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Cameras never lie -- but doctored photos can change history

Research news from Applied Cognitive Psychology

Wiley

Doctored photos of past public events can influence what people think they remember of the incident, as well as altering their attitudes and any subsequent responses, according to research published today in the journal 'Applied Cognitive Psychology'.

Three researchers (two in Italy and one in the USA) came to this conclusion after showing either original or digitally doctored images to 299 people aged 19-84. The images were of two different protests, one in 1989 in Tiananmen Square, the other 2003 in Rome. After seeing the images, participants were asked questions about the events, without telling them that the research project was interested in the effect that the photo would have on their responses.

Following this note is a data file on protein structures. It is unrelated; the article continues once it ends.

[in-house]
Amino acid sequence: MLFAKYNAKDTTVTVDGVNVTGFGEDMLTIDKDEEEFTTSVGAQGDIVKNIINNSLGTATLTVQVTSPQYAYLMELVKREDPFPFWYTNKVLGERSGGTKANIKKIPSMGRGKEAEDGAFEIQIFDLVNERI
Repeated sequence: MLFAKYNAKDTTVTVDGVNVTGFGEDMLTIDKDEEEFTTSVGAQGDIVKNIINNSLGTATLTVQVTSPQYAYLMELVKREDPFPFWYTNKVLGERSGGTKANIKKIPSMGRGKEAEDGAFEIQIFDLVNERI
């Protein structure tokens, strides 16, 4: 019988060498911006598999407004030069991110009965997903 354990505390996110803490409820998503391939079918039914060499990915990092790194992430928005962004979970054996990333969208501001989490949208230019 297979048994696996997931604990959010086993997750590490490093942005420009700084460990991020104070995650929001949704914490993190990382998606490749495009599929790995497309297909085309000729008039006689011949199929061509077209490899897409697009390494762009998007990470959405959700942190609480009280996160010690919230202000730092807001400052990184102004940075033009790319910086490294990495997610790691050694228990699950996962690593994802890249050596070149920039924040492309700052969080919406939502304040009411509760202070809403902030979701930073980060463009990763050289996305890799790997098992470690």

They were asked questions about the numbers of people they thought had been involved, the response of law enforcement authorities and the level of violence.

Clear differences in responses came from people who had seen the original and doctored photos.

"One major result was that viewing modified images affected not only the way people remember past public events, but also their attitudes and behavioural intentions," says Franca Agnoli, from the University of Padova, who supervised the experiments.

For example, people who were influenced to think that the event had been more violent than was the actual case, reported that they were less likely to take part in similar demonstrations in the future.

"Any media that employ digitally doctored photographs will have a stronger effect than merely influencing our opinion - by tampering with our malleable memory, they may ultimately change the way we recall history," says lead author Dario Sacchi.

This research builds on work originally conducted by co-author Elizabeth Loftus, an American researcher at the University of California Irvine.

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